How to Properly Make a Bed

a freshly made bed

The Spruce / Lucianna McIntosh 

In This Article
Project Overview
  • Working Time: 5 - 10 mins
  • Total Time: 5 - 10 mins
  • Skill Level: Beginner
  • Estimated Cost: $20 and up

It seems so easy to leave your bed a jumbled mess when you wake up—you're only going to mess it up again later. Making the bed has become one of those chores that very few people bother with, but a properly made bed can have a dramatic impact on the way a room looks and feels. Not only does it help the room appear less cluttered and chaotic, but it also sets the stage nicely for your night's rest. After all, it's so much nicer to slip into a bed with smooth, crisp sheets rather than one with rumpled sheets and a balled-up blanket. Start fresh and learn how to make a bed step by step and what you need for a bed so it looks and feels finished, welcoming, and cozy at the same time.

Before You Begin

It's helpful to start with a bed set because it has most of the basic elements that go on a complete bed. A bed set includes a fitted sheet, a flat sheet, and typically two pillowcases to fit the bed. For example, if you buy sheets to fit a twin bed, the pillowcases will be large enough for a standard-size pillow and if you buy sheets for a king-size bed, the pillowcases will be large enough for king-size pillows. There are other types of sets, such as comforter or duvet sets, which include matching or coordinated bedding pieces. A more complete comforter set, called a "bed in a bag," even comes with coordinating sheets, pillowcases, pillow shams, and possibly a bed skirt.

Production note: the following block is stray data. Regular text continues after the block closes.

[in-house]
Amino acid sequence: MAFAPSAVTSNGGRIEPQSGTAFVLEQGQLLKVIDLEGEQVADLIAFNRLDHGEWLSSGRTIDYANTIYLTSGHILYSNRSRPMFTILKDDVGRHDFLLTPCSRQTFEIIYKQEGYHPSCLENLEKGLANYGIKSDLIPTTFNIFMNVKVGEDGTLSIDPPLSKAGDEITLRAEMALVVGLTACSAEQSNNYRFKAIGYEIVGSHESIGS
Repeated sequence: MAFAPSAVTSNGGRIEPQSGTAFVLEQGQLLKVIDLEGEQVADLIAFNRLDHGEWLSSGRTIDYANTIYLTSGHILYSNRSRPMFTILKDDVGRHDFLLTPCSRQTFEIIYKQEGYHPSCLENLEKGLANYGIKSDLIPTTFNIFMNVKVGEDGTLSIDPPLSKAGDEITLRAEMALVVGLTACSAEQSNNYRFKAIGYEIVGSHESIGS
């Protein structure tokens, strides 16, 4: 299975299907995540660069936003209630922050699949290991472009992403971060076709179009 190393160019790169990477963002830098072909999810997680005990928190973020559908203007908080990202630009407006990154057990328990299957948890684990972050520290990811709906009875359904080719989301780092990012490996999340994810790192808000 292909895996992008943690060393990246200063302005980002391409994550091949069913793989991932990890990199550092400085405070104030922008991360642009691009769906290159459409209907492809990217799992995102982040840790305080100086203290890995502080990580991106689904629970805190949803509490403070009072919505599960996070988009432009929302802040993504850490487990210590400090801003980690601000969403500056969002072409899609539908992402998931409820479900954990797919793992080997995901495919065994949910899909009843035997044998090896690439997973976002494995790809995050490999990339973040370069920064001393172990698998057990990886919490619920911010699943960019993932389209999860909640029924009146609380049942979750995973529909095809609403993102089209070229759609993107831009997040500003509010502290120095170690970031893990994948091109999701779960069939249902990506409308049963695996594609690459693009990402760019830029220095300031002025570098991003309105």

What You'll Need


  • Fitted sheet or flat bottom sheet
  • Top sheet
  • Pillowcases
  • Comforter, duvet, quilt, or blanket
  • Mattress pad (optional)
  • Decorative linens (optional)
  • Decorative pillows (optional)


How to Properly Make a Bed

  1. Gather Your Linens

    Choose bed linens that are comfortable and beautiful to you. If you like the way a bed skirt makes your room look, by all means, grab your favorite. If you're more minimalist in your approach, that's fine too. Even if you make up a simple bed without any extra layers of bedding or pillows, it's still a major improvement over a mass of pillows and blankets.

    used linens in a laundry basket
    The Spruce / Lucianna McIntosh
  2. Remove Used Linens

    Take off the used linens currently on your bed and put them in the laundry if they're ready for a wash. Shake out any mattress pads, pillow protectors, and comforters that don't need to be laundered to free them of lint, hair, or stray socks. If you use a bed skirt and it needs to be laundered, remove and replace it. If the mattress looks dirty, take the time to clean it

    woman removing sheets from the bed
    The Spruce / Lucianna McIntosh
  3. Put On Bottom Sheet

    A bottom sheet goes on first when making a bed. If your bottom sheet is fitted, simply slip the corner pockets onto the ends of the bed and adjust the fitted sheet around the perimeter of the mattress, atop the mattress pad.

    If your bottom sheet is flat, create hospital corners. Arrange the sheet so that approximately 12 inches hang beyond the edge of the bed on both sides and the bottom evenly. Tuck in the sheet snugly at the foot of the bed. At each bottom corner, lift up the loose sheet at the side, and place the flap on top of the mattress. Tuck in the sheet right at the corner, then lay the flap down so the fold forms a 45-degree angle away from the mattress corner. Tuck in the bottom edge of the angle, and continue tucking along the entire side of the bed. Repeat on the opposite side.